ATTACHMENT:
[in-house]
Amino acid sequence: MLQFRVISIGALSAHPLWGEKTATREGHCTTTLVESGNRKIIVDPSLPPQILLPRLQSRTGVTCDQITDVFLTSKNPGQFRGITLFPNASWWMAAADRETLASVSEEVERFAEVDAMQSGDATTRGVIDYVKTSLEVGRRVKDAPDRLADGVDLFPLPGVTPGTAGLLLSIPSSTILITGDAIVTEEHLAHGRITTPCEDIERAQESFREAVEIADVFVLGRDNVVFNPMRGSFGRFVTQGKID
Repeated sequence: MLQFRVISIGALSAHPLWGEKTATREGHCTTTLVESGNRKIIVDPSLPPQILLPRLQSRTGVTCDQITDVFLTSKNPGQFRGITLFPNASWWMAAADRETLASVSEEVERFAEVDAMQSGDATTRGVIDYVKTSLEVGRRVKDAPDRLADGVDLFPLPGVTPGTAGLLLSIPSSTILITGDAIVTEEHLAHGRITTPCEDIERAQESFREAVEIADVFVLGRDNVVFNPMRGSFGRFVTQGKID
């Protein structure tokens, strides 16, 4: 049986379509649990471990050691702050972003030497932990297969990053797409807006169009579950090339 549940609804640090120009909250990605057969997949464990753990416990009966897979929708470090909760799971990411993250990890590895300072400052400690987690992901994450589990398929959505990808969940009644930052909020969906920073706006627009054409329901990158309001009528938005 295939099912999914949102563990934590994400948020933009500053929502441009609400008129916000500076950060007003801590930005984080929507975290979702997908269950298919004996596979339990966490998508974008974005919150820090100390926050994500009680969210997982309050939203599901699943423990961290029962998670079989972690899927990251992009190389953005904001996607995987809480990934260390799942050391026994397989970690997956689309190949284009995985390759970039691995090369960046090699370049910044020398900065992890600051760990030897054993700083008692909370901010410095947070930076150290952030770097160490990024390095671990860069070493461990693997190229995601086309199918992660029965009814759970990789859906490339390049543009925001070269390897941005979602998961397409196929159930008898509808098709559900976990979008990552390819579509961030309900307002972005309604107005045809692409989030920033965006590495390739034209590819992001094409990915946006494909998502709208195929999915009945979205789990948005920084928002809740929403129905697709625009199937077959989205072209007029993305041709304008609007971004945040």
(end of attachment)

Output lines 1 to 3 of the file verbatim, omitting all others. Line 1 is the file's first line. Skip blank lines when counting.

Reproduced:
[in-house]
Amino acid sequence: MLQFRVISIGALSAHPLWGEKTATREGHCTTTLVESGNRKIIVDPSLPPQILLPRLQSRTGVTCDQITDVFLTSKNPGQFRGITLFPNASWWMAAADRETLASVSEEVERFAEVDAMQSGDATTRGVIDYVKTSLEVGRRVKDAPDRLADGVDLFPLPGVTPGTAGLLLSIPSSTILITGDAIVTEEHLAHGRITTPCEDIERAQESFREAVEIADVFVLGRDNVVFNPMRGSFGRFVTQGKID
Repeated sequence: MLQFRVISIGALSAHPLWGEKTATREGHCTTTLVESGNRKIIVDPSLPPQILLPRLQSRTGVTCDQITDVFLTSKNPGQFRGITLFPNASWWMAAADRETLASVSEEVERFAEVDAMQSGDATTRGVIDYVKTSLEVGRRVKDAPDRLADGVDLFPLPGVTPGTAGLLLSIPSSTILITGDAIVTEEHLAHGRITTPCEDIERAQESFREAVEIADVFVLGRDNVVFNPMRGSFGRFVTQGKID